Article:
Convolution is the process by which a wavelet combines with a series of reflection events to produce the seismogram that is recorded in a seismic survey. The familiar model is that a seismogram, s(t), is the wavelet, w(t), convolved with the reflectivity, r(t), and noise, n(t): s(t) = w(t) * r(t) + n(t). Deconvolution is the inverse process that removes the effect of the wavelet from the seismogram. Deconvolution attempts to compress the wavelet, thereby increasing the resolution of the seismic data. Another goal of deconvolution is to produce a wavelet with a simple phase character, ideally a zero-phase wavelet, which is the same for every trace in the seismic dataset.

Deconvolution is a topic that has received a lot of attention from geophysical researchers in previous decades, but these days it does not receive much attention compared to topics like migration, anisotropy and time-lapse imaging. Nevertheless, deconvolution continues to be a vitally important part of seismic processing, and as the reservoir targets that we explore and develop become more and more subtle, the need for correct and successful deconvolution becomes more and more important.

An example of why we apply deconvolution is shown by the difference between the two seismic sections in Figure 1. Note that the reflections in the dataset with wavelet processing are sharper and more compressed than without wavelet processing, which indicates that the frequency bandwidth has been improved. Also note that the reflections are more regular and continuous across the seismic section after wavelet processing so the deconvolution appears to have produced the desired similarity in the phase character from trace to trace.

The primary contribution to the wavelet that is embedded in a raw seismic trace is usually the source signature, but there are also contributions from many other parts of the raypath from source to receiver, such as the near-surface structure around the source and the receiver, source and receiver-side ghosts, the response of the receiver, the response of the recording system and the effect of attenuation along the raypaths. Ideally we would like to remove the effect of all of these contributions to the seismic trace before interpretation. The interpreter needs to be able to believe that a change to a reflector in the final seismic image is due to a change in the geology and is not due to some residual near-surface effect on the wavelet that deconvolution has not properly removed.

There are two general types of deconvolution, one where the wavelet is known or measured, which is called deterministic deconvolution, and the other where the wavelet is not known, which is called statistical deconvolution. It has become more common in the acquisition of marine seismic surveys to record the signature of the pressure pulse, which often is not minimum phase, in order to allow a signature deconvolution to convert the wavelet into a desirable shape.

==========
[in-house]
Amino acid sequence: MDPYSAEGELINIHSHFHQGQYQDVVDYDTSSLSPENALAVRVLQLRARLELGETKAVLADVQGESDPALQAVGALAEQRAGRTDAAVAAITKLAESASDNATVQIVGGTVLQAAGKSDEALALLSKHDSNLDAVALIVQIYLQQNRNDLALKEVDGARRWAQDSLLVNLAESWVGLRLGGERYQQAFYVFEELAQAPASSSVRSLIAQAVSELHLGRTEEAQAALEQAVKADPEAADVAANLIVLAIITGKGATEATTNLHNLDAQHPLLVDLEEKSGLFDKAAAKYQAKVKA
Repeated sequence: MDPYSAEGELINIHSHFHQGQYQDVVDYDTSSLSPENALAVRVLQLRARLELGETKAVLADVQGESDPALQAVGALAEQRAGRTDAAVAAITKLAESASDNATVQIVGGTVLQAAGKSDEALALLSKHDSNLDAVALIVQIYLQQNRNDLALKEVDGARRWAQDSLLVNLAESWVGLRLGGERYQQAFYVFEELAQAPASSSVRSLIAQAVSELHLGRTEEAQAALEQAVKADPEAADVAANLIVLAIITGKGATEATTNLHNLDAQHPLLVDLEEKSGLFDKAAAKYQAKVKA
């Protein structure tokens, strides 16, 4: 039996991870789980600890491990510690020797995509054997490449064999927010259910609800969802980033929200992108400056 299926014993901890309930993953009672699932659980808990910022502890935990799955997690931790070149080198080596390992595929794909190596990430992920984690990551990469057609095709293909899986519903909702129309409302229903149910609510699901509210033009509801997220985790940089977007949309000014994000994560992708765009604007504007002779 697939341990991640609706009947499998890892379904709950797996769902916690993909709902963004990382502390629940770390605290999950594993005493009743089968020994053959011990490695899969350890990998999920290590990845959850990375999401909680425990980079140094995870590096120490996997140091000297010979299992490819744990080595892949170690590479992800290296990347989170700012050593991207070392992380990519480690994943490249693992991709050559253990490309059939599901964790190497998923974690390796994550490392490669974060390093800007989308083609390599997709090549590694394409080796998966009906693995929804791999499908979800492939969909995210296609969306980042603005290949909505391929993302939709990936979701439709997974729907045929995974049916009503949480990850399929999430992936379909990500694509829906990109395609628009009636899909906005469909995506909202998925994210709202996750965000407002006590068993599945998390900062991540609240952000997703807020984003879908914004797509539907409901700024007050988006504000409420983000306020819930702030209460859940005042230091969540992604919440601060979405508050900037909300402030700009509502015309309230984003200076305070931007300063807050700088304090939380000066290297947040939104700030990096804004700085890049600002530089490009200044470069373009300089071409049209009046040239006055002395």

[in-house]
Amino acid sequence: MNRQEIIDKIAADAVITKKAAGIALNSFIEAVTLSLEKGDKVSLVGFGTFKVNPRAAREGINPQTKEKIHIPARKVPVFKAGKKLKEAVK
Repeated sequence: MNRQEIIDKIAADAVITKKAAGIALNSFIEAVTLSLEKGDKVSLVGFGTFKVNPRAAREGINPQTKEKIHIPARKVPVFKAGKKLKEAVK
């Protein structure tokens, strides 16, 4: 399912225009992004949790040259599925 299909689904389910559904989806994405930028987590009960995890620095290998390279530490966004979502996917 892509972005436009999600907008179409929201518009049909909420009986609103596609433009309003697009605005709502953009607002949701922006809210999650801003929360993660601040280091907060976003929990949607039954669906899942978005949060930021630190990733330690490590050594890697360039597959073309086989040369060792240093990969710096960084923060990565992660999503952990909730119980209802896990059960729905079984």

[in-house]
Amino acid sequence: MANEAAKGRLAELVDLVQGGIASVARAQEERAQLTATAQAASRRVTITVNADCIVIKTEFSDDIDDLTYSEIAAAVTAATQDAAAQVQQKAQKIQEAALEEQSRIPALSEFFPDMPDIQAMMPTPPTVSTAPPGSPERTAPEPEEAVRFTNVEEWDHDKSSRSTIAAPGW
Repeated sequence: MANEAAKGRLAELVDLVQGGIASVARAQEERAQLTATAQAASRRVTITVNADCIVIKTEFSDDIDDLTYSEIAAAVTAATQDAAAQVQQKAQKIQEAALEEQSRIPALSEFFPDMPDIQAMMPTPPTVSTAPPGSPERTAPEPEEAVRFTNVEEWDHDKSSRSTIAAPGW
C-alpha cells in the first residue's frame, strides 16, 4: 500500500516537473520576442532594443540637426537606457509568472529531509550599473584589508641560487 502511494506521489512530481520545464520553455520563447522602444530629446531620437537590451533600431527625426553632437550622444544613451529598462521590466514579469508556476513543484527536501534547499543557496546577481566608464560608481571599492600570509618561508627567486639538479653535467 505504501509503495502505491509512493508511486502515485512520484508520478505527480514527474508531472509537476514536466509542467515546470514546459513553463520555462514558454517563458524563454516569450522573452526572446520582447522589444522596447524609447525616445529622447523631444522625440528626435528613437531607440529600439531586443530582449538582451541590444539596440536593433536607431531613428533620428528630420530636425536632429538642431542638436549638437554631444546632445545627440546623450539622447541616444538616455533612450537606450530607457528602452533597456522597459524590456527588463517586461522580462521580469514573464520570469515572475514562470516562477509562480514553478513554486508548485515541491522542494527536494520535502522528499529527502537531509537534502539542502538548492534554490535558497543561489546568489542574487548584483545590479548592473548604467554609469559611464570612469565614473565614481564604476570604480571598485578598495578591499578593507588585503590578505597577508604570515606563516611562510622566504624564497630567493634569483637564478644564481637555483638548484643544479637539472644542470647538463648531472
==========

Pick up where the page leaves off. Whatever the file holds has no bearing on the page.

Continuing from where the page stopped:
In a recent article, Bill Dragoset (2005) states that:

From the 1970s through the 1990s, both kinds of deconvolution were routine data processing steps. More recently, the statistical approach has lost favour with many geophysicists who mistrust its reliance on assumptions that may not always be true.

It is obvious to anyone who works with land seismic data that Dragoset must be referring in this statement to the deconvolution of marine data because no move away from statistical deconvolution has occurred with the processing of land data. With land data we are still stuck with statistical deconvolution, and that shows no sign of changing anytime soon.

Although there has been some effort directed toward the recording of land source wavelets, no method has proven to be of practical use. It is not clear how useful such a measurement would be in any case. In the land situation the effect of the highly inhomogeneous near-surface layers immediately around the seismic source on the initial downgoing wavefield can be so complicated that it is unclear what measurement could be made in order to entirely capture the source plus near-source effects which together we want to deconvolve. And of course any measurement of the source wavelet would not include the receiver response, the receiver coupling effects and the near-surface effects around the receiver which we also want to deconvolve.

We do not know *a priori* what the wavelet is in the land situation, but we still need to come up with some estimate of it if we are to proceed at all. The statistical approach to deconvolution enables us to proceed. The price that we pay for using a statistical approach to deconvolution is that we are forced to accept its assumptions. Two important assumptions of statistical deconvolution are that the wavelet is minimum phase and that the reflectivity is white. These two assumptions together allow us to construct an estimate of the wavelet. The reflectivity assumption enables us to identify the power spectrum within the deconvolution design gate with the wavelet’s power spectrum. The minimum phase assumption allows us to construct the wavelet’s phase spectrum from its power spectrum.

Common seismic sources for land data acquisition are dynamite, Vibroseis and various kinds of weight-drop. Impulsive sources such as dynamite and weight-drop are assumed to be minimum phase in character and there is little concern about that assumption being incorrect. On the other hand, the accepted wisdom is that Vibroseis is a zero-phase source, so it needs to be converted to minimum phase as part of the deconvolution process. There has been doubt for a long time about the exact post-correlation pulse radiated by Vibroseis and its variation from place to place (White, 1987). Some very interesting observations by Dong, Margrave and Mewhort (2004) call the phase properties of the Vibroseis source into question and imply that the minimum-phase conversion of Vibroseis data is not what we should be doing.